SHE SAYS A THING I LIKE ABOUT HONORING THE ACTS OF DAILY LIVING and making your habitual stuff beautiful like getting yourself a coffee mug that you LOVE because you're going to love it every damn day, but I DON'T EVEN THINK THIS IDEA ORIGINATES WITH HER SO I'M NOT EVEN GONNA GIVE HER CREDIT.

Did not finish, obviously, but made it SURPRISINGLY FAR because this is my first dnf of 2016 and I was on a streak (of I dunno like four books so not a super good streak but wuddever).

Saturday, January 9, 2016

An Ember in the Ashes - Sabaa Tahir

Ughhhhhhhh this book. I don't hate romance in books, but I EXTRA HATE when a pretty good premise - young girl's brother is captured by guards, and in order to secure the aid of The Resistance in rescuing him she has to aid them by spying on/becoming the slave of the ruthless commandant of the ruthless training school, MEANWHILE the commandant's unacknowledged son is a promising but reluctant student about to graduate from said school only to find himself tossed into a contest to become THE NEXT EMPEROR - I hate when major players break off from their spying or contesting or whatever every ten seconds to be like, But that slave girl! Her eyes.

Wake me up when you're back to being used as a letter-runner because people assume you can't read.
ALSO I HATE when people's defiance and desire for freedom flash across their faces, and in that moment you have a kinship and feel less alone, because this is just a lazy way of building rapport instead of having to write actual conversations. NOBODY'S FACIAL EXPRESSIONS ARE THAT SPECIFIC.

Also! You have two female characters doing all kiiiiiinds of badass shit, one of the female students kicking EVERY ass because people are constantly underestimating her, and then you keep letting one of them have some feelings and making your male MC all disgusted because 'She's acting like an actual girl.' THIS IS THE WORST YOU ARE A HUMAN WOMAN WRITING THIS NOVEL DON'T PULL SHIT LIKE THIS.

But also more importantly you are letting ME down.
Also, as @meryl_kate pointed out on twitter,  '"effortlessly graceful" is a helpful clarification because just regular graceful looks like such a sweaty workout.' (What I'm saying is, the writing isn't always great.)

I got pretty caught up in the non-romancey plot, I super like trials and contests and things, but it kept being INTERRUPTED, so even though there's obviously gonna be a sequel, I MAY NOT READ IT even though I super want to know why the commandant's tattoo is only half-finished.

Thursday, December 17, 2015

Astonish Me - Maggie Shipshead

Been reading a lot of ballet novels lately, I dunno what's up. This was a surprisingly prosaic little novel about ballet and betrayal and cutthroatedness and it did not, as they say, astonish me (omg title puns to what new lows have we stooped).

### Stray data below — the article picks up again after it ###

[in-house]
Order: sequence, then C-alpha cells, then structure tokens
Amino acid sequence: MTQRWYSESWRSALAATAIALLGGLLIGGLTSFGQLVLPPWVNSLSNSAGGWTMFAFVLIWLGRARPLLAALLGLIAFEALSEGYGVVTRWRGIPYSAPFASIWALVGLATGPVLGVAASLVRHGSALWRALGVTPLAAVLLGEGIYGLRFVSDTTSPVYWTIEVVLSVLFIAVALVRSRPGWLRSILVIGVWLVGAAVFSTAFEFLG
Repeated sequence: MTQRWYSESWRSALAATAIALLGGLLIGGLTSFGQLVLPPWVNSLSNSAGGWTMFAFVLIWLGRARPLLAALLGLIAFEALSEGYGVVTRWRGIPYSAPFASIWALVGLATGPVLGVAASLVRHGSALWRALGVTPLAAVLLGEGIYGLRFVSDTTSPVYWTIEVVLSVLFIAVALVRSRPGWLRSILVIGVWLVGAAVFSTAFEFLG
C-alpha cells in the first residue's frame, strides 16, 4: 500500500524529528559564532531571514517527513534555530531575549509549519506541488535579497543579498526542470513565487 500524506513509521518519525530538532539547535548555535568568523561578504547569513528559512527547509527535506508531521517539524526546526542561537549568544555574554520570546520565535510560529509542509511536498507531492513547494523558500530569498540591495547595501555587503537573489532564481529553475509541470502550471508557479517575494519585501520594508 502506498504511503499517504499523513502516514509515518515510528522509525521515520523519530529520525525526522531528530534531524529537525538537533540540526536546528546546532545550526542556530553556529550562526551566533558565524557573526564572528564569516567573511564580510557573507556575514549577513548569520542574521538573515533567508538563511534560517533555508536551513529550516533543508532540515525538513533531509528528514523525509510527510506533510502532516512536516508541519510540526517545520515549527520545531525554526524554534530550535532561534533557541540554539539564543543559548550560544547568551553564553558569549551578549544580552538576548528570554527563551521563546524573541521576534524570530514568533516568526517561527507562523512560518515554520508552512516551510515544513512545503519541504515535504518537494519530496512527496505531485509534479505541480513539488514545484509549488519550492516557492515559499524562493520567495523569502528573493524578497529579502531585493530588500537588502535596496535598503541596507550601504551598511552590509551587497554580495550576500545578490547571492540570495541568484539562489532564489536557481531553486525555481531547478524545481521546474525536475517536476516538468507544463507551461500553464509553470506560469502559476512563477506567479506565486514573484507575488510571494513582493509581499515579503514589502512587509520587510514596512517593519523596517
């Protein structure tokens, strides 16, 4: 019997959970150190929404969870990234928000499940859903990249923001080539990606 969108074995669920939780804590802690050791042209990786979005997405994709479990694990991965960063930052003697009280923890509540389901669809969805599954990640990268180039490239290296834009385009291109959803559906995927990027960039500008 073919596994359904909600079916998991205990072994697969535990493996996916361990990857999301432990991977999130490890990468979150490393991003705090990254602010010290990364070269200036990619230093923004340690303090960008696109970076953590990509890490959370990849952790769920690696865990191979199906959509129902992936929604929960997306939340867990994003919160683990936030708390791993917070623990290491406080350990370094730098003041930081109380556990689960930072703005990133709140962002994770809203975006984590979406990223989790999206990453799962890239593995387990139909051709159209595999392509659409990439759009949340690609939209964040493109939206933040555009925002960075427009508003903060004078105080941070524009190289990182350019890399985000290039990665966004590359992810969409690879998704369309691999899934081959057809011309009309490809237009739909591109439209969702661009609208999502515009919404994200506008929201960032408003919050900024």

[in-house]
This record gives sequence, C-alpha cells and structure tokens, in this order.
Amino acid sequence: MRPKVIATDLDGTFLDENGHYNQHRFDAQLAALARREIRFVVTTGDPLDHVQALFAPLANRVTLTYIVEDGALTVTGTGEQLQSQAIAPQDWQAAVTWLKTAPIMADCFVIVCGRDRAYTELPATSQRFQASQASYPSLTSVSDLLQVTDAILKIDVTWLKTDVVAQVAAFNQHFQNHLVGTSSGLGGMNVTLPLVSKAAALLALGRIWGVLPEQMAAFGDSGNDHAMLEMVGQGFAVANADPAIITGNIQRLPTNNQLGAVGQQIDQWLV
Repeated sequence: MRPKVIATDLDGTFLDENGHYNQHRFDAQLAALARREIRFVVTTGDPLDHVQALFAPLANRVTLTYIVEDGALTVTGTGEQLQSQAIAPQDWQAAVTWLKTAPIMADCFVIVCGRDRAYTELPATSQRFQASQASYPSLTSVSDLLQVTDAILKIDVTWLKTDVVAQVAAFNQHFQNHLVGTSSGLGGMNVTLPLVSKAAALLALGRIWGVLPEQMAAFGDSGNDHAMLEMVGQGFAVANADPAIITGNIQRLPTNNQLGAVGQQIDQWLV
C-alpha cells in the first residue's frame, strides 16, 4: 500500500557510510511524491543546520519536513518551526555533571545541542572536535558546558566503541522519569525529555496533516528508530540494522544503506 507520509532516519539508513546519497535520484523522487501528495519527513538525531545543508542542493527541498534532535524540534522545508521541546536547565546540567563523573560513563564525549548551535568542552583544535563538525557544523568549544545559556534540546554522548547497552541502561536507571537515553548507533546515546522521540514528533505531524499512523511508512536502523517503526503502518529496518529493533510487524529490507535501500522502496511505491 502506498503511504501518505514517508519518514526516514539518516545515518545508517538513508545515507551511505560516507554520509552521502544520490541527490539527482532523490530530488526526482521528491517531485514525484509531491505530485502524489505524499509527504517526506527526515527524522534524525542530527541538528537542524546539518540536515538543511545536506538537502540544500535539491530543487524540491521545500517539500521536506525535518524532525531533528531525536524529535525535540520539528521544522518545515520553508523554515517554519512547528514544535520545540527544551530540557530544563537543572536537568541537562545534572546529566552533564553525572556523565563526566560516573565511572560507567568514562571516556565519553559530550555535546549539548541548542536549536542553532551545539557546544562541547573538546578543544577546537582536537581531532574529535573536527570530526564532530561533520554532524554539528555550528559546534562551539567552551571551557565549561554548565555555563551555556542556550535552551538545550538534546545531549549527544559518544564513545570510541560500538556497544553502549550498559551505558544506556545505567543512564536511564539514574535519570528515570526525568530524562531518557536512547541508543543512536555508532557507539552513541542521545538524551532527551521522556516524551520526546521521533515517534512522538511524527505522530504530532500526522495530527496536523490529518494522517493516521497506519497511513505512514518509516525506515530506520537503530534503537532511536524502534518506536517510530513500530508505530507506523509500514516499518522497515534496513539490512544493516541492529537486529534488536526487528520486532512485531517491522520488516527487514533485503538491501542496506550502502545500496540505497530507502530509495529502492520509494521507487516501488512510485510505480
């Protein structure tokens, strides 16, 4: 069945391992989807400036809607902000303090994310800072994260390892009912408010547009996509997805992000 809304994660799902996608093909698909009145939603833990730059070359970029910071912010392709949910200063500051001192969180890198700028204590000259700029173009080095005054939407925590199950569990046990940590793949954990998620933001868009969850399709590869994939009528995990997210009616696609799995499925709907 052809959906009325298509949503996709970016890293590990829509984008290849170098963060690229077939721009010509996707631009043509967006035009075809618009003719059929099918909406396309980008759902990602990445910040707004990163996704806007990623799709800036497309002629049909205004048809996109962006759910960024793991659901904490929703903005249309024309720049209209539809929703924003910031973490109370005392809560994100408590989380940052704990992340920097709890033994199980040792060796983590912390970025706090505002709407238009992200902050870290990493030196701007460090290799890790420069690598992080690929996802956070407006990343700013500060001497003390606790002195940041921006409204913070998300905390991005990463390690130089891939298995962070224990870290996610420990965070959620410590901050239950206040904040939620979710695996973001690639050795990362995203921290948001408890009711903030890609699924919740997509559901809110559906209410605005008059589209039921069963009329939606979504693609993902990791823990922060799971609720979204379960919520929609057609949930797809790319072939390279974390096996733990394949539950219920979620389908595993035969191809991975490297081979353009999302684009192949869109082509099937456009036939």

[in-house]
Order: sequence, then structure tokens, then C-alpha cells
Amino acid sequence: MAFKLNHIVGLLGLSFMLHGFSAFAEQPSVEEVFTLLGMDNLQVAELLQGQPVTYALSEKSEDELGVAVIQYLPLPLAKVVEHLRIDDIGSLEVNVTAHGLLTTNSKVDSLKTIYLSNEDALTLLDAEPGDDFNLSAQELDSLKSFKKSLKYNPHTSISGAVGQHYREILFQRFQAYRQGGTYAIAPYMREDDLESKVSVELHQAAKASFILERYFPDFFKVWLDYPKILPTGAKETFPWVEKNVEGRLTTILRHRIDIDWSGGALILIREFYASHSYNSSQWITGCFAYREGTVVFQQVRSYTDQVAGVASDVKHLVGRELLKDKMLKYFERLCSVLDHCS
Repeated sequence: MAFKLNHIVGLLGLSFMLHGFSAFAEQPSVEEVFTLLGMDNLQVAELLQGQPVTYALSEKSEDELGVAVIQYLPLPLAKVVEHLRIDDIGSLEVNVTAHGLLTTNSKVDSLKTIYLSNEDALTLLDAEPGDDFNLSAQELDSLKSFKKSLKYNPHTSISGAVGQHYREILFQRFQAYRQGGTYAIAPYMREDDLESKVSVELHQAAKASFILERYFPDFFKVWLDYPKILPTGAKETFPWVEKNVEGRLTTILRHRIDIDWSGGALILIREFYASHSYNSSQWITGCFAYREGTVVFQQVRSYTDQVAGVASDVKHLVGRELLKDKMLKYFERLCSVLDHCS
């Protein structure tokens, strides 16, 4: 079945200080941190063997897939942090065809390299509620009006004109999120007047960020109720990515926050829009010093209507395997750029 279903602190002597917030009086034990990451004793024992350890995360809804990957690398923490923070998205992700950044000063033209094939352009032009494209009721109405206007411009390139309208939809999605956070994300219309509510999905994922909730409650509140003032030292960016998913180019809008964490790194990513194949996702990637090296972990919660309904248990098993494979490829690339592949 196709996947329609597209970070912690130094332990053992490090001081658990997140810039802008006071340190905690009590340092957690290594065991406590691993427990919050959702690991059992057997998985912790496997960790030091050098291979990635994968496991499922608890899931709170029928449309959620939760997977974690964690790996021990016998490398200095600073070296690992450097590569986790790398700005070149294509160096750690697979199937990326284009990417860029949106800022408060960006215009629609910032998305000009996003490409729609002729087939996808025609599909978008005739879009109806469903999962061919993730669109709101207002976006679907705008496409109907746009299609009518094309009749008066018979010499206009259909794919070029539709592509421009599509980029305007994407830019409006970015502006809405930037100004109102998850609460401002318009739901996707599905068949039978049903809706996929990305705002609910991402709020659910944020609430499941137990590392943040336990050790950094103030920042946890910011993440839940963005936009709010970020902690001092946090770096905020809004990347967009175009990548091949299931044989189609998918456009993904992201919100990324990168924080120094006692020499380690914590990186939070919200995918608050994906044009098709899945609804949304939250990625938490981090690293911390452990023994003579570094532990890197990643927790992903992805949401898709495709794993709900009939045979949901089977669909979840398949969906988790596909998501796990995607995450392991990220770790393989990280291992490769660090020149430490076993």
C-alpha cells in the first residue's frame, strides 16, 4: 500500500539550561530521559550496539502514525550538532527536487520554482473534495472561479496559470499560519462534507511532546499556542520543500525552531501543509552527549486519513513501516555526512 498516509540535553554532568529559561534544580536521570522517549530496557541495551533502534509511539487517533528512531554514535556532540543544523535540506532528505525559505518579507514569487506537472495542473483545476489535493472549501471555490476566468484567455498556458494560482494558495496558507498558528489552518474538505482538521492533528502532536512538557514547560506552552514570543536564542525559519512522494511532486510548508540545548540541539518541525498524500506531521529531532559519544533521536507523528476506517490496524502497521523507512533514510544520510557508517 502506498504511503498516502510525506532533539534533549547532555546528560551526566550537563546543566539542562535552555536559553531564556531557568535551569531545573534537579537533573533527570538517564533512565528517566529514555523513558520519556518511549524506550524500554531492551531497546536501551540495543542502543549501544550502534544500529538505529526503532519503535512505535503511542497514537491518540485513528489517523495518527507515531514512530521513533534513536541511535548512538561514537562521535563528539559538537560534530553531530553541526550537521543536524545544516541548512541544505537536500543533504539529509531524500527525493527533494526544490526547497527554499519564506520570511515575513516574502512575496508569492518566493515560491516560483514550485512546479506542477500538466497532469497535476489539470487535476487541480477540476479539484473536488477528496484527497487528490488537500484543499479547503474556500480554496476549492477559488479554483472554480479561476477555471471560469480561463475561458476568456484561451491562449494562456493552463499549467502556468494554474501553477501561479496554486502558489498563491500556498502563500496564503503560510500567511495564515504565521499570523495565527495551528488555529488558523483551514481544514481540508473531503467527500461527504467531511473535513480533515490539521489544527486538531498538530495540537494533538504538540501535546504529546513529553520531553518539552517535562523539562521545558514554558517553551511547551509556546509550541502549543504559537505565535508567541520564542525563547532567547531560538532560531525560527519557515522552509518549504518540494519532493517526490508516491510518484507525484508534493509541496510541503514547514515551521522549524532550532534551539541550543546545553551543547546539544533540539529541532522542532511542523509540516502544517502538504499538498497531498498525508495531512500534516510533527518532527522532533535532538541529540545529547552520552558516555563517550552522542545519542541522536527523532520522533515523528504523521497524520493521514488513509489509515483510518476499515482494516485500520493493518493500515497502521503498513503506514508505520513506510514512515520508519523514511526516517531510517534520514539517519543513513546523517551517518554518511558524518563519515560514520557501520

Get out, sir.
Anyway. She's a halfway decent but never gonna be more than corps ballet dancer who gives up her career to have a kid, he's the boy who's been mooning after her for years who thinks he accidentally got her pregnant and so marries her, but SPOILER the kid's not actually his, it's actually the offspring of the superstar Russian defector who is engaged to someone else at the time of the offspringing.

Sounds exciting! Was perfectly fine. Very, like, unflinching examination of relationships at their most raw, or whatever.

Monday, December 14, 2015

Gone, Baby, Gone - Denis Lehane


If you're not in the mood to read a story about child-kidnapping that ends depressingly for FUCKING EVERYONE, maybe steer clear. I'm so bummed right now.

The prose is pretty good but I'm not gonna lie, I skimmed a LOT whenever he got into like heavy descriptions of cities or growing up near quarries or like shoot-outs and stuff. NO ONE CURR (no, people do. Just I don't). Largely because I started this in a nothing-to-read gap and then a bunch of library holds came in at once and crime novels aren't my true calling so I was kind of itching to get along. SKIM A SKIM SKIM.

Patrick and Angie, PI partners and lovers, are hired to find a missing four-year-old named Amber and then there's just a ton of like her no-good, shiftless mother and the corruption runs deep and your methods are unorthodox, sir and it was fine! Like I say, not my brand. But then in the end

I'm about to, yes.

everyone either dies or is angrily abandoned by their PI partner/lover or forcibly removed from the new loving family they have found and returned to their vapid neglectful mother. EN FIN.

I mean. Even Connie Willis is like, And then I returned from my travels in the middle ages where EVERYONE DIED OF PLAGUE AND IT WAS SUPER TRAGIC but I am here to bear witness to how frightened and brave and irreplaceable they were. I love weeper novels but I hate feeling just like completely sunk at the end.

So there's that.